Nagarjuna's advice however, is directed more toward the elevation of the king's own qualities than to the general question of the merit of state sponsorship of religious institutions.  He points out that at the time of death, the king must necessarily renounce all his wealth, and so it behooves him to use what wealth he has for the furtherance of the Dharma, for such generosity will certainly bear fruit in a future life [28].  Again, on the subject of the correct use of wealth, Nagarjuna points out that through using wealth here and now there is happiness, while through giving it away, there is happiness in the future.  On the other hand, through neither using nor giving away wealth, there is only suffering [29].  Nagarjuna enforces the urgency of his request to use wealth wisely for the furtherance of the Dharma by reminding his friend of the impermanence of life and the eminence of death.  He repeats an analogy which he has already had recourse to in the Suhrillekha where he likens human life to the flame of an oil lamp standing in the wind.  Inasmuch as one never knows when one may die, one ought to act quickly to further the practice of the Dharma, whether it be in ones own life, or in the life of the society in general [30].  Nagarjuna is careful to urge the king to have the centers of the Dharma he supports administered by worthy   persons who are capable of overseeing their day to day functioning with honesty and devotion [31].  He also calls for administrators and generals to be appointed who possess virtuous qualities and who are not liable to abuse their positions [32].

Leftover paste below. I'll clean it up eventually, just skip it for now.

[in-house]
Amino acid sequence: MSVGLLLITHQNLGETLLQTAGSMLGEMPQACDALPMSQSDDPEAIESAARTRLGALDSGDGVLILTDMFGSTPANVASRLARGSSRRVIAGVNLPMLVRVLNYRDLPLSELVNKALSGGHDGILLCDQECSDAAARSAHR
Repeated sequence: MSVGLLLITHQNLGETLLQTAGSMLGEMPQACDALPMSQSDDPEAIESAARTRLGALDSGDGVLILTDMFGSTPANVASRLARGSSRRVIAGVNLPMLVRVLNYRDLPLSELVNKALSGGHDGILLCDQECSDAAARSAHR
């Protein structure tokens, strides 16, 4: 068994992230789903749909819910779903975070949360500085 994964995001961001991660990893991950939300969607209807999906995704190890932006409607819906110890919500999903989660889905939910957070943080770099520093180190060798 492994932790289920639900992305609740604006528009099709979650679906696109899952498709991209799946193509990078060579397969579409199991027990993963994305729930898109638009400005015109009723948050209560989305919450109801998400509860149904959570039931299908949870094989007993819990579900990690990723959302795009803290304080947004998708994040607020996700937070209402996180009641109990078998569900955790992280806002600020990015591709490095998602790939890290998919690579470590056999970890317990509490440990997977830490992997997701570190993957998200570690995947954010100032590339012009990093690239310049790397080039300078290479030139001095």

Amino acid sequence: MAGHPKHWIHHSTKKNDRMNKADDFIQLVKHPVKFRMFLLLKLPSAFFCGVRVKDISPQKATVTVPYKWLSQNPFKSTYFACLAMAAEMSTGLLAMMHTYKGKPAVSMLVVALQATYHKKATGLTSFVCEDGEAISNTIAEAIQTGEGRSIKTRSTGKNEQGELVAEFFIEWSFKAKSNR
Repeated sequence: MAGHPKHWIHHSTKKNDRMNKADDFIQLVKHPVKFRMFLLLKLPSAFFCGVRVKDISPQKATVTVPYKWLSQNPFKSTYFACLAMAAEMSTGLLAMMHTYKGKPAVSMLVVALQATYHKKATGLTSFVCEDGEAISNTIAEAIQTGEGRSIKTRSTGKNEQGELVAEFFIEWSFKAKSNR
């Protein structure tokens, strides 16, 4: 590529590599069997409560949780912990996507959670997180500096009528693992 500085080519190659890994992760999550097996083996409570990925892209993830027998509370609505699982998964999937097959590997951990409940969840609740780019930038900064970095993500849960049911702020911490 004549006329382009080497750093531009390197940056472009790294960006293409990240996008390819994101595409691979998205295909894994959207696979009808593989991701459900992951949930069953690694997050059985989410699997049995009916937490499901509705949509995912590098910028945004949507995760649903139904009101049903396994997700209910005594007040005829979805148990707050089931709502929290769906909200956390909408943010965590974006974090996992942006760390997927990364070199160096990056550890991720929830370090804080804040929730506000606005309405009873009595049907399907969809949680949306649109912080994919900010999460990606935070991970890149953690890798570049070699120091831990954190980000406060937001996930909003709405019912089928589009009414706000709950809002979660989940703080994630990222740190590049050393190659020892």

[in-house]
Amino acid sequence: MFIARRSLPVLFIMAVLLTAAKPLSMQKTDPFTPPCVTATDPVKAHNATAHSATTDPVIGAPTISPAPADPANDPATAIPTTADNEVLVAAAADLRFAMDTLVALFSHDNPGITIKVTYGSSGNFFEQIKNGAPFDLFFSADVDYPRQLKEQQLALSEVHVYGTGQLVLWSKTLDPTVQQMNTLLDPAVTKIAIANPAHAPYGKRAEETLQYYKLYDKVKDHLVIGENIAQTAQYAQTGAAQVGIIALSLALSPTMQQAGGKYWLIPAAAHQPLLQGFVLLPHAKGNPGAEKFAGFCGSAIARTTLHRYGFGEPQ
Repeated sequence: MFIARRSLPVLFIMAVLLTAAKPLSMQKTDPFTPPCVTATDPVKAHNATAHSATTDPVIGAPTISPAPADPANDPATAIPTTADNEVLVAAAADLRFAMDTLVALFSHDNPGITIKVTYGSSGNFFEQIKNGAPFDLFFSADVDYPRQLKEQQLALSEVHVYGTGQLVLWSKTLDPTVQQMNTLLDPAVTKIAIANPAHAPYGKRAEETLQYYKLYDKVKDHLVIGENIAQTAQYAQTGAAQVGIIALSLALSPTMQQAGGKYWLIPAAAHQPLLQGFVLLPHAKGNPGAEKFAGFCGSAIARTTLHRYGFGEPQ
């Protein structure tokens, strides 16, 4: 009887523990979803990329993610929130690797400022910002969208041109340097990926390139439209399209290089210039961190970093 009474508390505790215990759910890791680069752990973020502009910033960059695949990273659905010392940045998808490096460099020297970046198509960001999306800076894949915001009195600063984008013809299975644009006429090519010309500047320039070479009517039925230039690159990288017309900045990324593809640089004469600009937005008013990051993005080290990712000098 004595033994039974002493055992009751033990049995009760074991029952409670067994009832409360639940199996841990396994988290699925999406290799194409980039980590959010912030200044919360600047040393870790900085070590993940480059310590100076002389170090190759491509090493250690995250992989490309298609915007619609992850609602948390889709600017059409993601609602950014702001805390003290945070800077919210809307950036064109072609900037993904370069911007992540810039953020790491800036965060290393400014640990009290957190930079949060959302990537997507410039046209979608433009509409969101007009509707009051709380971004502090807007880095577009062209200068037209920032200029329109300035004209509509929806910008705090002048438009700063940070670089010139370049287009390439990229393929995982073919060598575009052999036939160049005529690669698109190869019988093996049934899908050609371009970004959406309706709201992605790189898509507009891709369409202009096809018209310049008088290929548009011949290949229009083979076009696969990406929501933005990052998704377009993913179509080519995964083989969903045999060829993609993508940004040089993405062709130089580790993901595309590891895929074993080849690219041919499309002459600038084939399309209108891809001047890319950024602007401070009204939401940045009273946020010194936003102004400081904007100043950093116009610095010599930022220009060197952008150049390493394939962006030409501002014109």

Nagarjuna also displays a keen sense of social consciousness and requests the king to provide benefits even now only matched in the most advanced social democracies of the west.  He calls for the blind, the sick, the poor, the homeless and the crippled to be always provided with food and drink [33].  In other words, Nagarjuna in the second century C.E. called for an extensive system of social welfare to be established by the state.  This has been the ideal of socialism for the seventy odd years of its existence, and it has in fact been largely implemented by the welfare states of Western Europe without undue hardship to the well off.